I mean, that’s … that’s something, right?
Now, this is not to say the story won’t change over the summer, or even today, and that guys like Dreamius Smith and Mario Alford and Wendell Smallwood and Kevin White and Nick Kwiatkoski and Daryl Worley and Kyle Rose won’t step forward. And Andrew Buie and I don’t think we should take things like players splashed on covers too seriously, but it’s probably some sort of a clue about this team and the direction it heads after today.
Welcome to the (236th!) Friday Feedback, which is a what more than a who and concerned with how instead of when. And when I get to the stadium tomorrow morning, that’s how I’ll approach the players who I think can turn WVU into what might be a better team than most people want to think.
Far be it from me to tell you to take a lot from the game tomorrow and the way its reported too seriously. How nonsensical is it? The defense has been the story the past two games — although, to be fair, I suppose the defense has been the story the past two seasons, right?
But that’s what you’re dealing with, so I’d advise you to tread lightly as you attempt to draw conclusions. I think some things can be weighed more heavily this year than last year, for certain, because last year’s spring game and the participants were at the mercy of players who were to arrive over the summer. This year’s spring roster is probably going to have just a few immediately notable additions in June and July and August.
Again I urge you to concern yourself with how instead of who and why instead of what. Example: We know Wendell Smallwood has been the guy this spring. It’s absolutely understandable to get a good look at him tomorrow — but we know he’s had a really nice run of form. Instead, let’s see how they use him. Is he a running back? Is he the first-team running back. Oh, he lined up at receiver? Well, was did he line up at slot or did he motion out from the backfield? Did he run routes or did he do simple stuff?
Hmm, the offensive line wasn’t all that? Well, did the guards dominate? Because they probably should. Did the defense overwhelm the tackles? Who were the tackles? What side did the play calls avoid? What side did the results favor? When were there issues? And why is that?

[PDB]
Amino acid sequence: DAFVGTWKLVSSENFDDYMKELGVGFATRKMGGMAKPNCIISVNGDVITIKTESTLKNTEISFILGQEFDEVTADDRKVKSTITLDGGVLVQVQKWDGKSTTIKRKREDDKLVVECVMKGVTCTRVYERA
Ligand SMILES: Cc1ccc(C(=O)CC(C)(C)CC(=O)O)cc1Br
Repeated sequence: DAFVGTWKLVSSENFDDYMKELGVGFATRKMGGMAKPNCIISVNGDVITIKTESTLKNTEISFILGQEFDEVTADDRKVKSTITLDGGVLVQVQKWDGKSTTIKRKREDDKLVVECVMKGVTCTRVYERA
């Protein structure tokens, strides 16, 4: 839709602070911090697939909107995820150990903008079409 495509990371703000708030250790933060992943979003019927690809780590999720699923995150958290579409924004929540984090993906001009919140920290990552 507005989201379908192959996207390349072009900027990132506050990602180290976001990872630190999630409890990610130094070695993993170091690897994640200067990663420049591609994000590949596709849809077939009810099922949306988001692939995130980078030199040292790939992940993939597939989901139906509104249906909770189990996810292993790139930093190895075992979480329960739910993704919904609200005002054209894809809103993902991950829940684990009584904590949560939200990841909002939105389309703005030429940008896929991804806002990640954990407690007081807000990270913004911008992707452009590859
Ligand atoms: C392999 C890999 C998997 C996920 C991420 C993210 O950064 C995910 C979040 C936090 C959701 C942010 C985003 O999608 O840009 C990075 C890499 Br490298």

Something I really want to see: Third downs. WVU’s offense struggled there — and the red zone — last season and WVU’s defense couldn’t get off the field. This is the resistible force and the movable object. I expect both could be better, but I want to see how and I want to know why.
Apart from that? How similar are the play calls for Paul Millard and Skyler Howard? Did Dustin Garrison have a few good days or a really good spring? Is Jon Lewis a thing? Will the corners sink or swim in man-to-man? What does Tony Gibson show us, because did you catch that part where he mentioned a package with one guy with his hand in the turf and 10 guys standing up? And how many defensive players are cross-trained? I don’t expect to see many, but I also can’t yet believe WVU’s defense is so blessed with talent and depth that it can plug in and elevate backups at all spots without borrowing from others.
Oh. Attendance, too. I kind of feel like Dana Holgorsen and WVU are on a goodwill roll and that in a clever, covert sort of way the access to practice has worked wonderfully for the Mountaineers. There hasn’t been a lot to come out of camp, which means mostly good to great stories have emanated from the privacy. They’ve practiced in front of three live crowds and done somewhere between OK and pretty well every time, which is a credit to the team for sticking the landing. We have no idea what’s happened the other 11 times, and it’s wholly irrelevant because what people do know, as well as what they don’t know, figures to conspire and combine into something people want to see on a sunny Saturday.
Onto the Feedback. As always, comments appear as posted. In other words, be cool.
These poor kids on defense who are now going into their third or fourth year probably don’t know which end is up
True. Imagine Jared Barber. He’s played-played for Jeff Casteel, Joe DeForest, Keith Patterson and Tony Gibson. Call it Barbacide.